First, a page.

Agencies survey damage

Published 12:00 am Wednesday, February 26, 2003

They came to tour weather-ravaged areas of Lawrence County so they could determine the extent of the damage.

They got an eyeful.

Local leaders were eager to show state and federal

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emergency management officials yesterday what county residents have had to put up with the last 10 days. The devastation included electricity outages, trees

that had fallen through houses and roads that were slipping off hillsides due to the freezing and thawing and to heavy precipitation.

"We had several houses that had trees through them," Elizabeth Township Trustee Ron Davis said. "Beth Sparks home has a tree through it. We tried to get it off Saturday (but) we couldn't do it then.

Four of our roads, Tunnel Ridge Road, Fire Tower Ridge, Massie Hollow and Woltz Hollow have major damage.

Ridge Road looks like a war zone. I've never seen anything like this in my life. We're talking major damage."

Davis said some businesses have lost electricity and, therefore, their ability to operate. Some have lost their inventory because the food in their freezers have spoiled.

Lawrence County Commissioners sympathized with the plight of their constituents. Commission President George Patterson said he still doesn't have electricity at his house, and is paying $14 a day for fuel to keep a generator going.

Union Township trustees are asking residents who still don't have electricity to contact them. Terry Porter's home telephone number is 867-4648; Rick Gue's is 867-4079, and Mike Curry's is 867- 4357.

Windsor Township trustees said many of that area's roads are impassable due to numerous slips.

"Some roads are sinking," Trustee Mark Johnson said. "Township Road 122 is impassable on one end and people can't get in or out there. They have to drive out the other end. We have had men working on it. I hope people are patient with us We're working on the hardest things first."

"You can't hardly find gravel," trustee Donald Adkins said.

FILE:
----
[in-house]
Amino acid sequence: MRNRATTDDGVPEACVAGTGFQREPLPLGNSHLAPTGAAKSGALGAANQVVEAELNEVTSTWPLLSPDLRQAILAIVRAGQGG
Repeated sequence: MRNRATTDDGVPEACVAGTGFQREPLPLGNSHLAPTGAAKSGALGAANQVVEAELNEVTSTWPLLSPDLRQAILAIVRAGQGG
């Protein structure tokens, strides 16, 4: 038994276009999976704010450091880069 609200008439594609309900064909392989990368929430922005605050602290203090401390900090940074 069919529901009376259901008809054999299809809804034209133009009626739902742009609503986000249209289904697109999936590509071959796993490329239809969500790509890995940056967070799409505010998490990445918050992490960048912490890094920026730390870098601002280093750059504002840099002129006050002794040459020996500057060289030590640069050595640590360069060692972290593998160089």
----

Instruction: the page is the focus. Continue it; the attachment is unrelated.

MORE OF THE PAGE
Adkins likened the damage in his township to what you would find if a tornado had gone through it. Still, h e said suffering has been eased somewhat by the Windsor Township Volunteer Fire Department.

"They cut trees, pitched in helped and did a lot of work," he said.

Commissioner Jason Stephens said North Huntington Heights Road in Chesapeake has slipped to the point it is impassable, leaving residents in that hillside neighborhood with only one way in and out: a steep back road.

"There are probably 300 houses up there," he said. "The school bus isn't running there (because) the other side of the road is too steep."

Stephens said the county bought two large chippers and is loaning them out to townships to help dispose of fallen trees and tree limbs.

Federal Emergency Management Agency spokesman Leo Skinner said state and federal officials will inspect the damage and may have a rough estimate of the damage and necessary repairs by the end of the week. This information will then be forwarded

to Gov. Bob Taft, who will send it on to Washington, D.C., in hopes that President Bush will declare a federal emergency.

"Once that happens, that's when federal aid becomes available," Skinner said. "That doesn't mean everyone will qualify for assistance. A lot is preliminary at this point. Once the president makes a disaster declaration, there will be a toll-free number available for people to call and apply for assistance."